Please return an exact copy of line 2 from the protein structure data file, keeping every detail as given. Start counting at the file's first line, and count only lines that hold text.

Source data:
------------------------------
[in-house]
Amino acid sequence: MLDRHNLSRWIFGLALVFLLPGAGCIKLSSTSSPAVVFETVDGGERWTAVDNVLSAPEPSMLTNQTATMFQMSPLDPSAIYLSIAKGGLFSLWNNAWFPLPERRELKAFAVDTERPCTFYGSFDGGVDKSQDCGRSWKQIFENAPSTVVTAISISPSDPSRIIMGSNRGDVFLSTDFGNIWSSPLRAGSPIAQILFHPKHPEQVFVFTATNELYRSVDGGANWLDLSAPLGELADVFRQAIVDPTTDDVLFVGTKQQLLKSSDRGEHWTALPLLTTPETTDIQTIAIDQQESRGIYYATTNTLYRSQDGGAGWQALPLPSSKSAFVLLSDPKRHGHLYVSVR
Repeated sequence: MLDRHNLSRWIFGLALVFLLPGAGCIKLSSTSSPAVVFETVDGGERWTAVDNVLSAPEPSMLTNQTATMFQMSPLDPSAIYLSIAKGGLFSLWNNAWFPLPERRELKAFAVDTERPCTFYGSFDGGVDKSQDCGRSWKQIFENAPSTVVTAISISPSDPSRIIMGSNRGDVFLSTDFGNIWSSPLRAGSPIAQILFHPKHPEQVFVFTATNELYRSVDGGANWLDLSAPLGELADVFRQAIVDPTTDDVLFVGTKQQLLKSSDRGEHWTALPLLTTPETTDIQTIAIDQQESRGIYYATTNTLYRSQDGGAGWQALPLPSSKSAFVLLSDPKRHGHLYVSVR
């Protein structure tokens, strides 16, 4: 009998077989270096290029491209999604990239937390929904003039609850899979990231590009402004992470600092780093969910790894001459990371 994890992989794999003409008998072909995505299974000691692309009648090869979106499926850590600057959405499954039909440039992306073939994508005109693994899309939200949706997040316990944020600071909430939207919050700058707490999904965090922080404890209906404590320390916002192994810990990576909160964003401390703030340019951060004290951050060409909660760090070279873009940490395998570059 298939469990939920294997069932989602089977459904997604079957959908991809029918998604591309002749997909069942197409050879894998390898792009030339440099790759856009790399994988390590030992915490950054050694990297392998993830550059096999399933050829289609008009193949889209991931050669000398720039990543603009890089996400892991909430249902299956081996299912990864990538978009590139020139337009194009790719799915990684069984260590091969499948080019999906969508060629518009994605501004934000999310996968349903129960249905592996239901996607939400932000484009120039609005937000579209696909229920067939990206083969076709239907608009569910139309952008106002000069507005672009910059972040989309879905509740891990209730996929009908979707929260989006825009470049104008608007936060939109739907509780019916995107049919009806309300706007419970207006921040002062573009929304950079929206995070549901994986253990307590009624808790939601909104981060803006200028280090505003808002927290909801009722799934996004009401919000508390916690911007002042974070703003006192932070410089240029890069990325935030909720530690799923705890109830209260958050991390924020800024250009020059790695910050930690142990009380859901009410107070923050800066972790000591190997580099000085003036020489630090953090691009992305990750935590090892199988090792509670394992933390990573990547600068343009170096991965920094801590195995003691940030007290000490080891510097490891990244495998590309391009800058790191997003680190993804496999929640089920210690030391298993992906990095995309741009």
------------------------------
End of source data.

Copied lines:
Amino acid sequence: MLDRHNLSRWIFGLALVFLLPGAGCIKLSSTSSPAVVFETVDGGERWTAVDNVLSAPEPSMLTNQTATMFQMSPLDPSAIYLSIAKGGLFSLWNNAWFPLPERRELKAFAVDTERPCTFYGSFDGGVDKSQDCGRSWKQIFENAPSTVVTAISISPSDPSRIIMGSNRGDVFLSTDFGNIWSSPLRAGSPIAQILFHPKHPEQVFVFTATNELYRSVDGGANWLDLSAPLGELADVFRQAIVDPTTDDVLFVGTKQQLLKSSDRGEHWTALPLLTTPETTDIQTIAIDQQESRGIYYATTNTLYRSQDGGAGWQALPLPSSKSAFVLLSDPKRHGHLYVSVR